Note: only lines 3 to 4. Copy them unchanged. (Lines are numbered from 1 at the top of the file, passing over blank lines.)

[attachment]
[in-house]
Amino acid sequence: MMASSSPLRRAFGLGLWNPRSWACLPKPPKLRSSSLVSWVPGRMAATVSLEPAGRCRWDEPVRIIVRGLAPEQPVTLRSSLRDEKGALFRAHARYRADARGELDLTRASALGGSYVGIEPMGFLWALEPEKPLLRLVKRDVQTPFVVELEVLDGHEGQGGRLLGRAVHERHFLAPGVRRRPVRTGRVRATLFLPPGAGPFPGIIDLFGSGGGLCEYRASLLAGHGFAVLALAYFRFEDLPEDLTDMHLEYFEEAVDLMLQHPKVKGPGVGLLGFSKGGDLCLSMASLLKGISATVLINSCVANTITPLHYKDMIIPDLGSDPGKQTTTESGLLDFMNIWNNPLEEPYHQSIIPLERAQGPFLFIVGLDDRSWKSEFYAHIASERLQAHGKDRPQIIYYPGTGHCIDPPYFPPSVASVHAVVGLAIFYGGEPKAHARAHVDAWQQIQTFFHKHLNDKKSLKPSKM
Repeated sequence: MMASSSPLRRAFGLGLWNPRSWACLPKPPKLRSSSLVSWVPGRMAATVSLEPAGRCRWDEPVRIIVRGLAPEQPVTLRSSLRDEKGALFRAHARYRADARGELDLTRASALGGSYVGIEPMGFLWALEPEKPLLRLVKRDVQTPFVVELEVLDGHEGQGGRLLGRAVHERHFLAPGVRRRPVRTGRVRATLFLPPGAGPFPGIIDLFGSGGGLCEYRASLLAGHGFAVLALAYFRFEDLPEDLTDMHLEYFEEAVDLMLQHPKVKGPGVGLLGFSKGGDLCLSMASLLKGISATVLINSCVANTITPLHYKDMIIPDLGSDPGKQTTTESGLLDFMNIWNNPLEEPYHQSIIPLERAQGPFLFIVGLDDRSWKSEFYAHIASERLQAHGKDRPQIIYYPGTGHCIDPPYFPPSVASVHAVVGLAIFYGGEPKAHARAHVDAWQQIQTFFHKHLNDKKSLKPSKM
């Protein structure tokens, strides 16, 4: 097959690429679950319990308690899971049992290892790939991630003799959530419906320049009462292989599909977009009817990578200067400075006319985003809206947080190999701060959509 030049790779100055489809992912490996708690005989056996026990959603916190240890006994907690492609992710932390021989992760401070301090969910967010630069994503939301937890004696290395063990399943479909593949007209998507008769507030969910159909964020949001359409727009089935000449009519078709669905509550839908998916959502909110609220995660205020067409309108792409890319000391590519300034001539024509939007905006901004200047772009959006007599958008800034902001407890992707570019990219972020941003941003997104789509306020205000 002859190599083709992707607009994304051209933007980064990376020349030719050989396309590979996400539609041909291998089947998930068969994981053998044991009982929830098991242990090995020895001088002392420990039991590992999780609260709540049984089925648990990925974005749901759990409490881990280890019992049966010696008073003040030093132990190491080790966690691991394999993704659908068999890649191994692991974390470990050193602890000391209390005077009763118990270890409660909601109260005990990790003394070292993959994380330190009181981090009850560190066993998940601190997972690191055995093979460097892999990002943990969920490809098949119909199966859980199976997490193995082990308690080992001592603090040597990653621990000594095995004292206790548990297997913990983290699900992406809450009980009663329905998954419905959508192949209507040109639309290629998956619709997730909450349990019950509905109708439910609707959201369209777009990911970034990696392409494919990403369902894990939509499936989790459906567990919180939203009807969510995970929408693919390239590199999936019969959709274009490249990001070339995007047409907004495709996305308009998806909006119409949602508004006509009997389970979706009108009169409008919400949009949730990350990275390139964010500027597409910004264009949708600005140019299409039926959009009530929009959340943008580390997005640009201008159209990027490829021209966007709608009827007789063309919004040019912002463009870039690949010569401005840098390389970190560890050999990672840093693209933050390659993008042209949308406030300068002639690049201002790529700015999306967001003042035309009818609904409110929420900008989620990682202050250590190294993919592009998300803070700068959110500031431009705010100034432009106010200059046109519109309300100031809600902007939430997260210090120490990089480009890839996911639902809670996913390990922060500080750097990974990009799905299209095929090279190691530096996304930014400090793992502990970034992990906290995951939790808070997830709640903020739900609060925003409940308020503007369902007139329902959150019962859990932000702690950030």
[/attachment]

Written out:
Repeated sequence: MMASSSPLRRAFGLGLWNPRSWACLPKPPKLRSSSLVSWVPGRMAATVSLEPAGRCRWDEPVRIIVRGLAPEQPVTLRSSLRDEKGALFRAHARYRADARGELDLTRASALGGSYVGIEPMGFLWALEPEKPLLRLVKRDVQTPFVVELEVLDGHEGQGGRLLGRAVHERHFLAPGVRRRPVRTGRVRATLFLPPGAGPFPGIIDLFGSGGGLCEYRASLLAGHGFAVLALAYFRFEDLPEDLTDMHLEYFEEAVDLMLQHPKVKGPGVGLLGFSKGGDLCLSMASLLKGISATVLINSCVANTITPLHYKDMIIPDLGSDPGKQTTTESGLLDFMNIWNNPLEEPYHQSIIPLERAQGPFLFIVGLDDRSWKSEFYAHIASERLQAHGKDRPQIIYYPGTGHCIDPPYFPPSVASVHAVVGLAIFYGGEPKAHARAHVDAWQQIQTFFHKHLNDKKSLKPSKM
């Protein structure tokens, strides 16, 4: 097959690429679950319990308690899971049992290892790939991630003799959530419906320049009462292989599909977009009817990578200067400075006319985003809206947080190999701060959509 030049790779100055489809992912490996708690005989056996026990959603916190240890006994907690492609992710932390021989992760401070301090969910967010630069994503939301937890004696290395063990399943479909593949007209998507008769507030969910159909964020949001359409727009089935000449009519078709669905509550839908998916959502909110609220995660205020067409309108792409890319000391590519300034001539024509939007905006901004200047772009959006007599958008800034902001407890992707570019990219972020941003941003997104789509306020205000 002859190599083709992707607009994304051209933007980064990376020349030719050989396309590979996400539609041909291998089947998930068969994981053998044991009982929830098991242990090995020895001088002392420990039991590992999780609260709540049984089925648990990925974005749901759990409490881990280890019992049966010696008073003040030093132990190491080790966690691991394999993704659908068999890649191994692991974390470990050193602890000391209390005077009763118990270890409660909601109260005990990790003394070292993959994380330190009181981090009850560190066993998940601190997972690191055995093979460097892999990002943990969920490809098949119909199966859980199976997490193995082990308690080992001592603090040597990653621990000594095995004292206790548990297997913990983290699900992406809450009980009663329905998954419905959508192949209507040109639309290629998956619709997730909450349990019950509905109708439910609707959201369209777009990911970034990696392409494919990403369902894990939509499936989790459906567990919180939203009807969510995970929408693919390239590199999936019969959709274009490249990001070339995007047409907004495709996305308009998806909006119409949602508004006509009997389970979706009108009169409008919400949009949730990350990275390139964010500027597409910004264009949708600005140019299409039926959009009530929009959340943008580390997005640009201008159209990027490829021209966007709608009827007789063309919004040019912002463009870039690949010569401005840098390389970190560890050999990672840093693209933050390659993008042209949308406030300068002639690049201002790529700015999306967001003042035309009818609904409110929420900008989620990682202050250590190294993919592009998300803070700068959110500031431009705010100034432009106010200059046109519109309300100031809600902007939430997260210090120490990089480009890839996911639902809670996913390990922060500080750097990974990009799905299209095929090279190691530096996304930014400090793992502990970034992990906290995951939790808070997830709640903020739900609060925003409940308020503007369902007139329902959150019962859990932000702690950030």